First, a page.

Capturing it at the point of origin is thought to be one of the most effective ways to limit its release into the environment. Once captured, the gas could then be sequestered and stored for centuries.
But capturing and separating CO2 from exhaust gases in energy production and transportation is tricky. Moving it to a storage site so that it doesn’t enter the atmosphere again is also far from trivial. Researchers have been trying to improve these techniques for decades.
Artificial intelligence (AI) could help.
Our IBM Research team has turned to AI to accelerate the design and discovery of better polymer membranes to efficiently separate carbon dioxide from flue gases — the results that we will present at the upcoming 2021 Meeting of the American Physical Society.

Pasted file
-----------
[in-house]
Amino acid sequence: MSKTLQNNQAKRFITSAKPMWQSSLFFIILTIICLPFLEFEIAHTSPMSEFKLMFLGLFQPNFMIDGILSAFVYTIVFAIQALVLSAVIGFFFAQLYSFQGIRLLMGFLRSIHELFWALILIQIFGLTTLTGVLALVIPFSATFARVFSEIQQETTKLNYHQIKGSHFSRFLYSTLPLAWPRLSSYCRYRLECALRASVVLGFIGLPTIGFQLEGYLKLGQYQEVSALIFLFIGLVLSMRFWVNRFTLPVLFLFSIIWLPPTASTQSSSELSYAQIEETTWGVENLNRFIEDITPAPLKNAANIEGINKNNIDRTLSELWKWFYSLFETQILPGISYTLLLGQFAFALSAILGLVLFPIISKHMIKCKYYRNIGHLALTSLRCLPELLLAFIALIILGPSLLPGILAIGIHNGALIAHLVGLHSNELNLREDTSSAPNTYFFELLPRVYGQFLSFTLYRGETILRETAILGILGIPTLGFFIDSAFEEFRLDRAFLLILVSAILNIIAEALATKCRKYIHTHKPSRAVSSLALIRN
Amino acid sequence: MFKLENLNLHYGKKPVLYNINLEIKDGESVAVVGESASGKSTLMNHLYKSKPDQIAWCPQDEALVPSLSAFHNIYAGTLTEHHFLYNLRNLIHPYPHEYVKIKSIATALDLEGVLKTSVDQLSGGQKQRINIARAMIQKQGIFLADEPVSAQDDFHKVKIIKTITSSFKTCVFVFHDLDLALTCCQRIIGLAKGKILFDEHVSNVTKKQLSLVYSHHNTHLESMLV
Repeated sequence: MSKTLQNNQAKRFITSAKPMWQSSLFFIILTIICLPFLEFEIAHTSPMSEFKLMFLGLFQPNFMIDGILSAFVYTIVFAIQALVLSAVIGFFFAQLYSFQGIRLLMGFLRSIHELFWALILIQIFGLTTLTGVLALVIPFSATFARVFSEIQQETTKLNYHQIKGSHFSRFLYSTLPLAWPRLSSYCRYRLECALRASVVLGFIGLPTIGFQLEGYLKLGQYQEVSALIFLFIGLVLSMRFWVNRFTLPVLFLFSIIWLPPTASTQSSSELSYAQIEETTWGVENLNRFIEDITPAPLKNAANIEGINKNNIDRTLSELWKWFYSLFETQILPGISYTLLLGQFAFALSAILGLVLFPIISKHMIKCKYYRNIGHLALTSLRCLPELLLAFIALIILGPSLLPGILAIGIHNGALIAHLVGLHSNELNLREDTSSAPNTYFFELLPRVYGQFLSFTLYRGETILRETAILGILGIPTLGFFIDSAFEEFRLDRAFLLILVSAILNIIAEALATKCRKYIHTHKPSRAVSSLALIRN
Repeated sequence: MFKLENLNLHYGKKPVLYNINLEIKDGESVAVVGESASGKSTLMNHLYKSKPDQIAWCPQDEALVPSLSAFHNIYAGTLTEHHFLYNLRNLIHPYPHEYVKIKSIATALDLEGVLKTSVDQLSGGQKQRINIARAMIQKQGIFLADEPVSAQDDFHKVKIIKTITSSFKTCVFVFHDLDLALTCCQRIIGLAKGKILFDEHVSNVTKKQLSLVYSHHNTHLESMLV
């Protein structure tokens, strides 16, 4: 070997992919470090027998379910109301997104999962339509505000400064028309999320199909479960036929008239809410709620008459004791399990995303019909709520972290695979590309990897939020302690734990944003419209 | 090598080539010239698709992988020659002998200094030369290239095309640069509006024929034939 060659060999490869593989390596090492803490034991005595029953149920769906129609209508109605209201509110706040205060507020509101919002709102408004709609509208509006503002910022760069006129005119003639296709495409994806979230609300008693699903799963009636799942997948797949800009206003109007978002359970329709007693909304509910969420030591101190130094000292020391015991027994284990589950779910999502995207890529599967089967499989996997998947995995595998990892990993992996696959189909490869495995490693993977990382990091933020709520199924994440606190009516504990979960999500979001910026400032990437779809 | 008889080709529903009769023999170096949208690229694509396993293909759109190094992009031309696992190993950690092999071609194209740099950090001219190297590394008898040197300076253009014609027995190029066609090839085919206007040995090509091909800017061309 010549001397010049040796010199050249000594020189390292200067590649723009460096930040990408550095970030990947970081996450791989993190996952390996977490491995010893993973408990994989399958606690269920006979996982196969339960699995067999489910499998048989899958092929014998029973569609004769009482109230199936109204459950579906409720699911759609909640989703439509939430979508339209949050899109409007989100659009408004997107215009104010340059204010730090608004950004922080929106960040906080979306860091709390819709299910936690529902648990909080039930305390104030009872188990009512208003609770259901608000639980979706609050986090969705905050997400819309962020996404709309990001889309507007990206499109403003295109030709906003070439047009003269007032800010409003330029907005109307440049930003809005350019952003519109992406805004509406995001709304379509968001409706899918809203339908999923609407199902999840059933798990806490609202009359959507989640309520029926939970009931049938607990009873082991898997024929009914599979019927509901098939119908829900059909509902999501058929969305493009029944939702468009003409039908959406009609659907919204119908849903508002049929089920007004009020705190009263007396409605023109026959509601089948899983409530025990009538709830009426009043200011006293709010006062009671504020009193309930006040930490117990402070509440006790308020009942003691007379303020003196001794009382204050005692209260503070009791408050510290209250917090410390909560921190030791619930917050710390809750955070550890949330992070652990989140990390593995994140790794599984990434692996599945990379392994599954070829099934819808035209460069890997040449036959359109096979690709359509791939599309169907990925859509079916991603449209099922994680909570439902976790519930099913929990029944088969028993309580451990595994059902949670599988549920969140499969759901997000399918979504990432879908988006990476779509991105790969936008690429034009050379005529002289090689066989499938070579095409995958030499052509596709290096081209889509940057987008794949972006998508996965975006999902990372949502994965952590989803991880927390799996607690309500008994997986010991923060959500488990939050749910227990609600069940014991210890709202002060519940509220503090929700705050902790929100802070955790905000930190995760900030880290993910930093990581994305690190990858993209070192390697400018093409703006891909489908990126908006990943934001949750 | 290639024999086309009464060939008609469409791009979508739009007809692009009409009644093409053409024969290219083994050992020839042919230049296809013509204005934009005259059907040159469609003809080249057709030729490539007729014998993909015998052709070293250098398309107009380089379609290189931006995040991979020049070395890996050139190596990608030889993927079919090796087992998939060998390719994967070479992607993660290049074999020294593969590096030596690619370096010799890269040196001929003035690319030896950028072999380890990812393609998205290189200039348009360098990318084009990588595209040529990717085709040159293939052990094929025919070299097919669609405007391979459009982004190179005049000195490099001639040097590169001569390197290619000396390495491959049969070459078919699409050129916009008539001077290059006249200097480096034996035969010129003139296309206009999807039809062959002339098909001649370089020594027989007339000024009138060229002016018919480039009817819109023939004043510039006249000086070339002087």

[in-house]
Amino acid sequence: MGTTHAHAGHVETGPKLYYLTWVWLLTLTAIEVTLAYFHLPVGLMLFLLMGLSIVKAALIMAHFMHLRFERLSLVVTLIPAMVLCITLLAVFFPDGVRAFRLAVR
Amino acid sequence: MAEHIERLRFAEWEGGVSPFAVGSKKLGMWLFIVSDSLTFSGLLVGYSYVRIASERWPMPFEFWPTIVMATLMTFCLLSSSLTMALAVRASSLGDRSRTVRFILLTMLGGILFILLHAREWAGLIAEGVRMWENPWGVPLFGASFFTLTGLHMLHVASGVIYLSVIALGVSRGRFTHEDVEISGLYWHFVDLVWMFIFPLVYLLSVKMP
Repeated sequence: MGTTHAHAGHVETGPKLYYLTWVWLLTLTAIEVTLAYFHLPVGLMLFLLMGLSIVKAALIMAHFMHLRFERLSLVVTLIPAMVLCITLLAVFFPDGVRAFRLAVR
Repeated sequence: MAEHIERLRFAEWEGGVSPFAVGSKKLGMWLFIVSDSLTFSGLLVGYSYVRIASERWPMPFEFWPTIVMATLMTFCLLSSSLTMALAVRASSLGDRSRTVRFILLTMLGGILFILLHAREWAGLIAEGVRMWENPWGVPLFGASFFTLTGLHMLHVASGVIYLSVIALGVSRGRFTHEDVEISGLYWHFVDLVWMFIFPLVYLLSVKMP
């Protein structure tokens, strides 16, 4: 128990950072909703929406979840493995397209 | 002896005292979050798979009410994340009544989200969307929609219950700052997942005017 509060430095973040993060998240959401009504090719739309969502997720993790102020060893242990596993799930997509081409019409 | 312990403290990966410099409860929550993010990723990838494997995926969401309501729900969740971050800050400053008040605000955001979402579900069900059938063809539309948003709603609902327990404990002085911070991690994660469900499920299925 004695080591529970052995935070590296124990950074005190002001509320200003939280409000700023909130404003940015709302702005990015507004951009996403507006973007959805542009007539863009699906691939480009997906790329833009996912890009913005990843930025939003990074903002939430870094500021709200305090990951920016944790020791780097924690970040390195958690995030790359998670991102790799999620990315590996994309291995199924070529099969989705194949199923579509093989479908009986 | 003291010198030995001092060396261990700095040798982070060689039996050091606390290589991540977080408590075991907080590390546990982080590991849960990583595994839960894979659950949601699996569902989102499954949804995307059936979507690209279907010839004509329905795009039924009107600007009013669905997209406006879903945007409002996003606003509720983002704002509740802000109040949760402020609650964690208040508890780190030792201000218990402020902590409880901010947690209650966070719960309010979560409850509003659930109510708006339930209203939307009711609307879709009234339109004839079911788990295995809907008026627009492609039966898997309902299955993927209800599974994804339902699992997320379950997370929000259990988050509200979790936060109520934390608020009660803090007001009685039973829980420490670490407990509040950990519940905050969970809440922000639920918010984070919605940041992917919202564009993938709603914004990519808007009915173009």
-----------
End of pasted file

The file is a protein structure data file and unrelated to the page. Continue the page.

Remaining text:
Using molecular generative AI modeling, we have identified several hundred molecular structures that could enable more efficient and cheaper alternatives to existing separation membranes for capturing CO2 emitted in industrial processes. We are now evaluating these candidate molecules with the help of automated molecular dynamics simulation on high-performance computing (HPC) clusters.
We will also present the initial results of two other essential material discovery projects – dealing with carbon sequestration and storage.